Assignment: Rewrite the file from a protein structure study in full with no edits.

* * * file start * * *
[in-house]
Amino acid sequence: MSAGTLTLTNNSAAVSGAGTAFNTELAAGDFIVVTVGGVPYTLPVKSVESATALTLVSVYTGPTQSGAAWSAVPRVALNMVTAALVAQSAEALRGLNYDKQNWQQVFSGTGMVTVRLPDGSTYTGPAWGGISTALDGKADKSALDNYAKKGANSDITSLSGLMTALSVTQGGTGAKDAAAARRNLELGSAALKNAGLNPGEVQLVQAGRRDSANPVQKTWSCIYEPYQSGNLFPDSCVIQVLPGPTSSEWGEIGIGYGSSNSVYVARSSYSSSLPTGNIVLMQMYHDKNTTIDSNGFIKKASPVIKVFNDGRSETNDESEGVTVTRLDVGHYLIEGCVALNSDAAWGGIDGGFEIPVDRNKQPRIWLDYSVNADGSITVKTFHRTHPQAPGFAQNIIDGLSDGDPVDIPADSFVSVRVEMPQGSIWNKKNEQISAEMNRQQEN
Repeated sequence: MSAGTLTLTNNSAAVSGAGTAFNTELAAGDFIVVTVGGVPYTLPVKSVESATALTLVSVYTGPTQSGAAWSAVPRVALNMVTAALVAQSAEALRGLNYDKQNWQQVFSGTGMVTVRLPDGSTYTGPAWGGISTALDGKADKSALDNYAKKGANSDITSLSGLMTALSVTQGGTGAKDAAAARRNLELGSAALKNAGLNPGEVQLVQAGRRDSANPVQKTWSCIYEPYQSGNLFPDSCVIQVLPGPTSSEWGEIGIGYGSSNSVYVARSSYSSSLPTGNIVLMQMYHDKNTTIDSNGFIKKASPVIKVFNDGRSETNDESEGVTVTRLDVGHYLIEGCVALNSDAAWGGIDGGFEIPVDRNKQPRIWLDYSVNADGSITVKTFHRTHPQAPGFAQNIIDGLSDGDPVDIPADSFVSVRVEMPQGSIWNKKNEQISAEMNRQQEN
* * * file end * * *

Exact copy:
[in-house]
Amino acid sequence: MSAGTLTLTNNSAAVSGAGTAFNTELAAGDFIVVTVGGVPYTLPVKSVESATALTLVSVYTGPTQSGAAWSAVPRVALNMVTAALVAQSAEALRGLNYDKQNWQQVFSGTGMVTVRLPDGSTYTGPAWGGISTALDGKADKSALDNYAKKGANSDITSLSGLMTALSVTQGGTGAKDAAAARRNLELGSAALKNAGLNPGEVQLVQAGRRDSANPVQKTWSCIYEPYQSGNLFPDSCVIQVLPGPTSSEWGEIGIGYGSSNSVYVARSSYSSSLPTGNIVLMQMYHDKNTTIDSNGFIKKASPVIKVFNDGRSETNDESEGVTVTRLDVGHYLIEGCVALNSDAAWGGIDGGFEIPVDRNKQPRIWLDYSVNADGSITVKTFHRTHPQAPGFAQNIIDGLSDGDPVDIPADSFVSVRVEMPQGSIWNKKNEQISAEMNRQQEN
Repeated sequence: MSAGTLTLTNNSAAVSGAGTAFNTELAAGDFIVVTVGGVPYTLPVKSVESATALTLVSVYTGPTQSGAAWSAVPRVALNMVTAALVAQSAEALRGLNYDKQNWQQVFSGTGMVTVRLPDGSTYTGPAWGGISTALDGKADKSALDNYAKKGANSDITSLSGLMTALSVTQGGTGAKDAAAARRNLELGSAALKNAGLNPGEVQLVQAGRRDSANPVQKTWSCIYEPYQSGNLFPDSCVIQVLPGPTSSEWGEIGIGYGSSNSVYVARSSYSSSLPTGNIVLMQMYHDKNTTIDSNGFIKKASPVIKVFNDGRSETNDESEGVTVTRLDVGHYLIEGCVALNSDAAWGGIDGGFEIPVDRNKQPRIWLDYSVNADGSITVKTFHRTHPQAPGFAQNIIDGLSDGDPVDIPADSFVSVRVEMPQGSIWNKKNEQISAEMNRQQEN